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What was your inspiration behind your upcoming single “Instant Gratification?” What is the track all about?

“Instant Gratification” is the tantrum I think my Id would throw if she could, if I would let her. It’s a primal scream and a chaotic mess. It is my best attempt at tapping into the part of me that is only selfish, only wants pleasure, only sees this moment and not the next, only sees myself and not my community. The music video, directed by Danny Drysdale, alludes to the Stanford Marshmallow Experiment and introduces us to the dark lair deep in the human psyche where the Id lives, stunted in growth, waiting for release. 

How is your debut album coming along? What has this journey taught you about yourself as an artist?

The album is finished and ready for release on October 22nd, however I’m still working on a few of the 10 original pieces of artwork that will come with the artbox set that will be the only physical form of the album. More than anything the journey has reminded me that my north star is purpose. When I stop focusing on purpose, I think about things like Instagram likes and TikTok Followers and streaming numbers and popularity, which can be really toxic, especially because a project like mine has a bit of a high barrier of entry. When I remember my purpose, none of that seems to matter because I remember that this is all bigger than me. Then it becomes a spiritual process.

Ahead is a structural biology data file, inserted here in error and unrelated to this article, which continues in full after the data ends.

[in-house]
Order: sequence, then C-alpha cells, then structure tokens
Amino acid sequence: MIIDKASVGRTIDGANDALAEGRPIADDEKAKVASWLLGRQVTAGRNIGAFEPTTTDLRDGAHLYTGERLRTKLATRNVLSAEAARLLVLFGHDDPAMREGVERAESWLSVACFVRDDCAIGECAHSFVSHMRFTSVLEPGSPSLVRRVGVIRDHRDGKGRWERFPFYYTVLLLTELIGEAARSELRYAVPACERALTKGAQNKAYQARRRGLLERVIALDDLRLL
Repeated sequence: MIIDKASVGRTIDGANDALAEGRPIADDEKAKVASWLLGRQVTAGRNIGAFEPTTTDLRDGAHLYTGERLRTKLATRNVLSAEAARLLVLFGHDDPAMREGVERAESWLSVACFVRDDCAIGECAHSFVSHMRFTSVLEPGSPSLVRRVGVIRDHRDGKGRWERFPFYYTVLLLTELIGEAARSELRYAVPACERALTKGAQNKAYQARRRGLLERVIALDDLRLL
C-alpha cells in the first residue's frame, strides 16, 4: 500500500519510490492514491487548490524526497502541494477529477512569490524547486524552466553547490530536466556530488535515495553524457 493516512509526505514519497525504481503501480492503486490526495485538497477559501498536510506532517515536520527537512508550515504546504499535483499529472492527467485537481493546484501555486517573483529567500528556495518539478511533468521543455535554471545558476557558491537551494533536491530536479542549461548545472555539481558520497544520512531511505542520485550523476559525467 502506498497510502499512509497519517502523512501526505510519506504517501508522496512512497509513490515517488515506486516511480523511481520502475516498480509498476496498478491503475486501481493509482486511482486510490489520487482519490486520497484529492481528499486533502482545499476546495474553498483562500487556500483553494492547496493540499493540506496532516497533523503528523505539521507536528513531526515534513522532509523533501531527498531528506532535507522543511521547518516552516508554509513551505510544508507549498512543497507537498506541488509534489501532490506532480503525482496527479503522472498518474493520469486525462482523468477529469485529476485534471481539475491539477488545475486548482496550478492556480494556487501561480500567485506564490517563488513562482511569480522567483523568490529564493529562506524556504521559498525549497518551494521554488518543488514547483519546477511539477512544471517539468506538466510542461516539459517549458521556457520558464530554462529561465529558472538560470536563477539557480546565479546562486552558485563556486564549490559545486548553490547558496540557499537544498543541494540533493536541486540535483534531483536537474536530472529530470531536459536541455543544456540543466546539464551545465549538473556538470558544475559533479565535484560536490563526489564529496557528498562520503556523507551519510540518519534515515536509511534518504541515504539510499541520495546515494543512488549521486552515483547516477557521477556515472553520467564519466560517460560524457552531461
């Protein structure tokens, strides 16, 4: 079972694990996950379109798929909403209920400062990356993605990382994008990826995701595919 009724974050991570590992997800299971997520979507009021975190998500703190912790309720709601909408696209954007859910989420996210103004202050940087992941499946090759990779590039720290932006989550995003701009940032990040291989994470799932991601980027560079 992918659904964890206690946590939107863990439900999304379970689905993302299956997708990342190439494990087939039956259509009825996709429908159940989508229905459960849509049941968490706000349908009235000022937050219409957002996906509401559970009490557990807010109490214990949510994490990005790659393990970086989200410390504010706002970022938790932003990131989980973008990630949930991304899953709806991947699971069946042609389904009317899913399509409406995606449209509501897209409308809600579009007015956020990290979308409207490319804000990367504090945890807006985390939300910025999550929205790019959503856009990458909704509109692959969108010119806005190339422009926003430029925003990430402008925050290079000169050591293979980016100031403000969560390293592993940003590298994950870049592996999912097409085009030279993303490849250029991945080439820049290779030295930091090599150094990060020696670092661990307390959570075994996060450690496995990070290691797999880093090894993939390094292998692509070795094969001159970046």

What have been some of the highs and lows of the album creation process? Did you at any point have to deal with imposter syndrome?

Creation is untouched joy to me– so creating the album and the artwork was a fun and fulfilling process. Working with Hakan Mavruk, who produced the whole album, was a blast. He’s so funny and one of my best friends. I remember recording and laughing so hard my stomach would hurt. He also trusted my vision for the album even before he could see it himself, and that meant so much to me. A lot of producers have tried to push their vision onto me, and the fact that Hak respected me in that way was invaluable. Promoting an album on the other hand is difficult for me because I find myself playing that comparison game and that’s tough. I honestly haven’t dealt with imposter syndrome though. I’ve always felt really confident in my work and what I have to say. 

How do you keep yourself creatively motivated when working on new music?